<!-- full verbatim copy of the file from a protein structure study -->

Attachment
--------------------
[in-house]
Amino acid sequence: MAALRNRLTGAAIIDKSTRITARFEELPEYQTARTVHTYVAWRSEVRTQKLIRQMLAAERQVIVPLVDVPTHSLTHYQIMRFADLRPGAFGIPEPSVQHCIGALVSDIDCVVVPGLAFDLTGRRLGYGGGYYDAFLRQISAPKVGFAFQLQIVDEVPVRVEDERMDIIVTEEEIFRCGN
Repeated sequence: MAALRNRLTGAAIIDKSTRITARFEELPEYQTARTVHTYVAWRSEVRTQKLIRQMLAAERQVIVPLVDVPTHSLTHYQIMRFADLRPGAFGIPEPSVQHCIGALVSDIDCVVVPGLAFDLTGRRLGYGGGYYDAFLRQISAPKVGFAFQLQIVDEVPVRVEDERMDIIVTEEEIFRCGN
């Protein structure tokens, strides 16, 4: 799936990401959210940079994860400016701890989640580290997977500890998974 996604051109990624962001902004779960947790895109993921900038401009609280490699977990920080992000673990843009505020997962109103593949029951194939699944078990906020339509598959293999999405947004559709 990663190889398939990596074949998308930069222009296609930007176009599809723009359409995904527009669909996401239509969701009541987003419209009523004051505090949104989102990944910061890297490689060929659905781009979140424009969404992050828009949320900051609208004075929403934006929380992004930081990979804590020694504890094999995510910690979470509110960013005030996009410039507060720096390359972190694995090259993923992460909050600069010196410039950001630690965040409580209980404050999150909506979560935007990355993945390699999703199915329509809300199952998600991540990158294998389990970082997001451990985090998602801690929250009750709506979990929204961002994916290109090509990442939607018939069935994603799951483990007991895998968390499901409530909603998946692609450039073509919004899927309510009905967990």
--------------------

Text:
[in-house]
Amino acid sequence: MAALRNRLTGAAIIDKSTRITARFEELPEYQTARTVHTYVAWRSEVRTQKLIRQMLAAERQVIVPLVDVPTHSLTHYQIMRFADLRPGAFGIPEPSVQHCIGALVSDIDCVVVPGLAFDLTGRRLGYGGGYYDAFLRQISAPKVGFAFQLQIVDEVPVRVEDERMDIIVTEEEIFRCGN
Repeated sequence: MAALRNRLTGAAIIDKSTRITARFEELPEYQTARTVHTYVAWRSEVRTQKLIRQMLAAERQVIVPLVDVPTHSLTHYQIMRFADLRPGAFGIPEPSVQHCIGALVSDIDCVVVPGLAFDLTGRRLGYGGGYYDAFLRQISAPKVGFAFQLQIVDEVPVRVEDERMDIIVTEEEIFRCGN
């Protein structure tokens, strides 16, 4: 799936990401959210940079994860400016701890989640580290997977500890998974 996604051109990624962001902004779960947790895109993921900038401009609280490699977990920080992000673990843009505020997962109103593949029951194939699944078990906020339509598959293999999405947004559709 990663190889398939990596074949998308930069222009296609930007176009599809723009359409995904527009669909996401239509969701009541987003419209009523004051505090949104989102990944910061890297490689060929659905781009979140424009969404992050828009949320900051609208004075929403934006929380992004930081990979804590020694504890094999995510910690979470509110960013005030996009410039507060720096390359972190694995090259993923992460909050600069010196410039950001630690965040409580209980404050999150909506979560935007990355993945390699999703199915329509809300199952998600991540990158294998389990970082997001451990985090998602801690929250009750709506979990929204961002994916290109090509990442939607018939069935994603799951483990007991895998968390499901409530909603998946692609450039073509919004899927309510009905967990």